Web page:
Saturday morning I got up at 3AM, met Joe just before 4AM and then picked up Mindy a few minutes later and we made our way to Ipswich, MA. We arrived with plenty of time to register, place our drop bags and hang out with the team. Then wait for the 50 miler start and learn that the marathon would be starting 15 minutes after, instead of starting together as in years past. It was a perfect temperature for running, but a little too cold for standing around outside in shorts for 45 minutes.

The chill that had set in probably lead to a start that was a little too quick but I needed to do something to warm up. My achilles immediately protested at the the sub-8-minute pace of the first mile, but luckily it eased off once I was warmed up. I had positioned myself right behind Julia even though I knew this was a pretty risky move. Julia’s goal was a few minutes faster than my previous time (I had been coaching her to break the course record time of 3:42), and even though I know her training was much more consistent (and pain-free) than mine I couldn’t resist letting her pull me along. Despite everything I should have learned over the years I never can seem to start out at a relaxed pace when I think there’s even an outside chance that I might be able to pull off a decent race. I have just accepted that this is the way I run. Knowing that Julia probably was starting out at a fairly conservative pace I didn’t expect to stay with her for too long, but I was also very curious to see how she was going to do.

By 3 miles into the race the sun was up enough that I could turn off my headlamp, and since we had not yet caught up to the 50 milers we continued to move along at a decent pace.  When we reached the swamp which last year was flooded with nearly-knee-deep water I looked around and marveled at how dry it was this year, practically a dirt road... THUMP! I caught my toe on absolutely nothing, continued my leg turnover and forward momentum in a nearly horizontal position until my right knee slammed into the ground.  With all four limbs flailing I managed to get back on my feet without significantly slowing my pace. I glanced down at my knee, no exposed bone or gaping skin flaps so I just kept on going. But it did hurt.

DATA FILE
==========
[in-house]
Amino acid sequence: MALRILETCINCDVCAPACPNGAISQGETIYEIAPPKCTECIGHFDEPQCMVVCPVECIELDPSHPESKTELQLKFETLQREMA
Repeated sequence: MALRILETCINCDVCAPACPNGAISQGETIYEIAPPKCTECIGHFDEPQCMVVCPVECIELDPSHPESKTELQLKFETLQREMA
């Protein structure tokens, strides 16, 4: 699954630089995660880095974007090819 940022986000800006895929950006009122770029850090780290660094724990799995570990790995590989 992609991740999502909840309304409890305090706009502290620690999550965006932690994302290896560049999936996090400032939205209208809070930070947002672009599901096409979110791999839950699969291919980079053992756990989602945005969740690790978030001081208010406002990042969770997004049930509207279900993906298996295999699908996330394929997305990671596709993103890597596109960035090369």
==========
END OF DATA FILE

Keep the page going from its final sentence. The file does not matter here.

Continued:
Julia had started to pull away and Nathan passed me so I refocused on keeping the two of them in sight and tried to ignore the throbbing pain in my knee. Al Cat’s aid station was a welcome distraction with many familiar faces, and even though I didn’t take any aid it was a great early boost and I soon caught back up to Nathan and then Julia. David was out on the course as a spectator, finding all the shortcuts to stay ahead of Julia and we both benefited from his yips and hiyas.

For the rest of the first lap I was feeling good, the pain in my knee subsided and my achilles wasn’t a significant issue. The pace felt like I was working hard, definitely harder than I would have gone had I not been trying to tag along with Julia, but I became optimistic that I might be able to keep this up for a while. At around 11 miles we came to a fork in the trail where the obvious path went left, but the course marking went right. I was just about to call Julia back from making a wrong turn when I realized that she had gone the right way. I surely would have got it wrong. A few minutes later we saw a couple runners we recognized as having passed earlier coming at us from a trail on our left. I recognized the trail we were on from previous years so I knew we had it right, I told these two guys they had gone wrong and they immediately turned back. A few minutes later we came up on another small group of runners and we recognized several of them as people we had passed before, knowing they had inadvertently made the same short-cut, but at this point it seemed like too much work to try and explain to them what they had done wrong so we passed them again and cruised in to finish the first lap.

Mindy, Val, Ryan and Alison were there keeping the TMR camp running and they provided a much appreciated boost, but both Julia and I were focused on moving through as quickly as possible. We picked up fresh handheld bottles and headed back out without actually stopping. 1:49 for the first 13.7 miles. I was psyched for Julia knowing that she was on track for her goal, I just hoped I could hang on.